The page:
Do you confirm generation? (yes/no) [yes]
  • Now let's add the Django dependency and try running the test server. So, to add a dependency in a Poetry project you just simply do:
poetry add Django
  • After this command finished running let's see what we have. You should see two files:
    • pyproject.toml
    • poetry.lock

poetry.lock is a file that keeps all the project dependencies nice and constant so that if other people want to use your project, they will be able to install the exact same versions.

pyproject.toml is a nice visual file that lists all the project dependencies. In future posts, we will be using it to give our project configurations. Here is what we have in the pyproject.toml file right now (you should see something very similar):

[tool.poetry]
name = "basic_django"
version = "0.1.0"
description = ""
authors = ["Rasul Kireev <[email protected]>"]

[tool.poetry.dependencies]
python = "^3.9"
Django = "^4.0.1"

[tool.poetry.dev-dependencies]

[build-system]
requires = ["poetry-core>=1.0.0"]
build-backend = "poetry.core.masonry.api"

You can see that we are using the latest Django version, 4.0.1. If you want to use some other Django version, you can specify that when adding that dependency, like so:

poetry add "Django>=3.2.4"

If you want to change the version of the file retroactively, you can manually change the value in the pyproject.toml file and run:

poetry update
  • Let's initiate a Django project with the Django admin command:
poetry run django-admin.py startproject basic_django .
  • Ok, if you have never used poetry before this is important. In the command above can see I'm using poetry run. I'm adding this so that poetry runs the django-admin command for me from the virtual environment that will have all the dependencies that we specified earlier. If you don't want to keep typing poetry run for every command, you can simply run:
poetry shell

and then use commands as you usually would. However, I don't recommend that, since if you have multiple projects open, virtual environments might not work nicely with each other. I suggest explicitly running python commands with poetry run ….

  • Second thing to note is the "." at the end of the command. This tells us that we have a parent directory already created, no need to do that for us.

  • Now in your File Explorer you should have the following:

basic_django/ (This will be different for you)
manage.py      
poetry.lock    
pyproject.toml
  • Finally to test that everything is set up as it should be let's run the local server:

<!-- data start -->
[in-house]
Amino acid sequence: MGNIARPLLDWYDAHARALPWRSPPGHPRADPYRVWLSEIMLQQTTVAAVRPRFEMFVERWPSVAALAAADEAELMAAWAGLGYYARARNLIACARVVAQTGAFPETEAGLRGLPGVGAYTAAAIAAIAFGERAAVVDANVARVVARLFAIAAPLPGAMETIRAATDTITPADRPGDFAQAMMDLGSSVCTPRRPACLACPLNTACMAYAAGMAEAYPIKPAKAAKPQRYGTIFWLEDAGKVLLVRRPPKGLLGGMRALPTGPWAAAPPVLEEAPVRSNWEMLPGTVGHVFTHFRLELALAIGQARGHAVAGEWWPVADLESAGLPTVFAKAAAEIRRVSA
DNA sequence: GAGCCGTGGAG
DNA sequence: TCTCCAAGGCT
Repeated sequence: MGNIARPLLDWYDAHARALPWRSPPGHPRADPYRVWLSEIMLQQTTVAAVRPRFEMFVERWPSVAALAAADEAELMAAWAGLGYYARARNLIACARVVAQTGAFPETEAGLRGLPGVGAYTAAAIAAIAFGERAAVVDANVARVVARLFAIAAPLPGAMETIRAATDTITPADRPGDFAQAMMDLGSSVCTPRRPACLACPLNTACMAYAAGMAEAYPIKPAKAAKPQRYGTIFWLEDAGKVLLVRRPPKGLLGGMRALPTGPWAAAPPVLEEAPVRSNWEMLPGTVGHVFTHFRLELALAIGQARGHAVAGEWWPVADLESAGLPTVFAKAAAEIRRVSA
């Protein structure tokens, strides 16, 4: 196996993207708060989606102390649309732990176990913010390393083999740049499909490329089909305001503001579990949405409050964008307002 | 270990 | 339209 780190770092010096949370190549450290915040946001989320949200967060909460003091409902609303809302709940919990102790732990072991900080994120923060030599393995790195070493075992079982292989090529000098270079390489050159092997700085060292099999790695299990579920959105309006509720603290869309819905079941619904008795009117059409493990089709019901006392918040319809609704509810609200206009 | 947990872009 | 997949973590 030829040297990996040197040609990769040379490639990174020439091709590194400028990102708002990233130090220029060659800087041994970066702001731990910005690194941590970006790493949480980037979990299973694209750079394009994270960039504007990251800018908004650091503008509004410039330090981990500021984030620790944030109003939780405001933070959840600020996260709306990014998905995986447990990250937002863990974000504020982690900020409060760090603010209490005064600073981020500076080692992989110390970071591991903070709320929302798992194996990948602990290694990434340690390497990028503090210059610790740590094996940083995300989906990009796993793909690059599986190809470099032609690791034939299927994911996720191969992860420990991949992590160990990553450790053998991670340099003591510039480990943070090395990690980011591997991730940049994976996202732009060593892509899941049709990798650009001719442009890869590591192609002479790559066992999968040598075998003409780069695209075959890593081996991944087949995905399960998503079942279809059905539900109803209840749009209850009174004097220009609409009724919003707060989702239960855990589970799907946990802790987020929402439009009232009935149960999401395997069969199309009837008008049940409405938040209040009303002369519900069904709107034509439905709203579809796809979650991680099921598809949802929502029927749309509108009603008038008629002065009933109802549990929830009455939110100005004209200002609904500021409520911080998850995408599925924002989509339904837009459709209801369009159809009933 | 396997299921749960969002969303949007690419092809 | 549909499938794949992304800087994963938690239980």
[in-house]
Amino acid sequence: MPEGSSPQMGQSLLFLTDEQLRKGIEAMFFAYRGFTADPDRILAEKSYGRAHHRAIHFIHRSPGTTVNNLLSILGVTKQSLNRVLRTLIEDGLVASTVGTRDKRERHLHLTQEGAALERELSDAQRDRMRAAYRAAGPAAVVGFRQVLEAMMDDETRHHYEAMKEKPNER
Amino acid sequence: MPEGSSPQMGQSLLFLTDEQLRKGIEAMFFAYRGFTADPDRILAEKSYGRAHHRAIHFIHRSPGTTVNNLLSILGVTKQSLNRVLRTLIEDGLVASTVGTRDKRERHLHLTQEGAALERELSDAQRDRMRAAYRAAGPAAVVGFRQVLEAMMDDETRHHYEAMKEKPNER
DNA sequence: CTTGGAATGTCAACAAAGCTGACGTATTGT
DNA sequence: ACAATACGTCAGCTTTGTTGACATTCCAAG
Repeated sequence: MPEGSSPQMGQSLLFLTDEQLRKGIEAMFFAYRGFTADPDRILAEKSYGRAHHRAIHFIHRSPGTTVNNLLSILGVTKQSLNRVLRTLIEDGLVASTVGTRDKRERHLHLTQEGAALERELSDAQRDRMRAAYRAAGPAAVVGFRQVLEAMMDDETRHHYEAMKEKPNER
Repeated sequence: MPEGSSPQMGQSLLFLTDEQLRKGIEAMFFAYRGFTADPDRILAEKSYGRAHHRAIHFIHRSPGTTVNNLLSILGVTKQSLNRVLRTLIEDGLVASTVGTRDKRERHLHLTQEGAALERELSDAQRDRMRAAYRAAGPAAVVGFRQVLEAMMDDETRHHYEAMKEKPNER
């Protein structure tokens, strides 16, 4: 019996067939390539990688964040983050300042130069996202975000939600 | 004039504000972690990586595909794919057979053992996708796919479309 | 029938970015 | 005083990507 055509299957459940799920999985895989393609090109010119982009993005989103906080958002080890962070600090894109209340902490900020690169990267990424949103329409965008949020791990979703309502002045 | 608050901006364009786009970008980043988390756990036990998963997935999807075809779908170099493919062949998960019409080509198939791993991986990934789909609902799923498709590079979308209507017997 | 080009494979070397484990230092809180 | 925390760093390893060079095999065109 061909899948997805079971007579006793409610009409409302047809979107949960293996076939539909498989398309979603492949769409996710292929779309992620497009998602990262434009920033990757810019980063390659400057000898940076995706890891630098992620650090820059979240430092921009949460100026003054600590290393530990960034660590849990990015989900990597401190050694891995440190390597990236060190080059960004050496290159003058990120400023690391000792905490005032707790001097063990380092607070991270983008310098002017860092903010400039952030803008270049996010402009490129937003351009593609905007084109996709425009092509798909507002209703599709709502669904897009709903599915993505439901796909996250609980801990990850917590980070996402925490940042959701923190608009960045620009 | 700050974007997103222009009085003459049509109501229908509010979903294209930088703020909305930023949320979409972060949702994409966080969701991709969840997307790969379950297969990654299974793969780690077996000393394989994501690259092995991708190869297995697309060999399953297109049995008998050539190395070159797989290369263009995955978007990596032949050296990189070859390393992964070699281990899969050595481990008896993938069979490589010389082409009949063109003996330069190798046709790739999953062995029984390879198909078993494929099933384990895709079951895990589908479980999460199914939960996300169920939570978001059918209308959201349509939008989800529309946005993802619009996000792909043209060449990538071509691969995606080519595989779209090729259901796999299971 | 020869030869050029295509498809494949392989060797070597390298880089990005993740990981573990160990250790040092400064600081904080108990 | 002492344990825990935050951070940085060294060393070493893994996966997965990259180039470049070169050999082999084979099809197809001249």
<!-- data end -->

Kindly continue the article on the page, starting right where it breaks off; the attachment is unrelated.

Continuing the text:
poetry run python manage.py runserver

Tip: you should not be writing these commands all the time. If you have already run one of these commands previously you can press the ⬆️ key on your keyboard, while in the terminal and it will show the previous command you run, so that you don't have to write it down again.

Another tip: This is related. If you start typing "poetry run" in your terminal and then start pressing the ⬆️ key, your terminal will show only commands that have started with these keywords.

You will see something like this:

Watching for file changes with StatReloader
Performing system checks...

System check identified no issues (0 silenced).

You have 18 unapplied migration(s). Your project may not work properly until you apply the migrations for app(s): admin, auth, contenttypes, sessions.
Run 'python manage.py migrate' to apply them.
January 27, 2022 - 17:25:15
Django version 4.0.1, using settings 'basic_django.settings'
Starting development server at http://127.0.0.1:8000/
Quit the server with CONTROL-C.

This is good! We can go to our browser and go to the URL specified in the output (http://127.0.0.1:8000/)

  • You should see a Django welcome screen.
  • Notice the following line in the terminal output: "You have 18 unapplied migration(s). Your project may not work properly until you apply the migrations for app(s): admin, auth, contenttypes, sessions." This is because we haven't run any migrations, and that's by design. We will not run any migrations until we have created a custom user model. If you don't anticipate your app to have a user, then don't worry about this.
  • I did not yet write a guide on how to create a Custom User Model, so will refer you to the best resource I know and that is Will Vincent's blog

Adding Static Pages

Before we create models, databases, and other fun stuff let's first create some static pages. For that, we are going to create a "pages" application. I got this approach from Will Vincent, and have been using it for a long time.

  • Create a new application with the following command:
poetry run python manage.py startapp pages

You should see a new folder pop up in your Code Editor named "pages" 👍.

  • Head over to the urls.py file in the basic_django directory (remember for you the name of the "core" directory is different, whatever you chose when setting up the project) and add the following:
# basic_django/urls.py
from django.contrib import admin
from django.urls import path, include # new

urlpatterns = [
    path('admin/', admin.site.urls),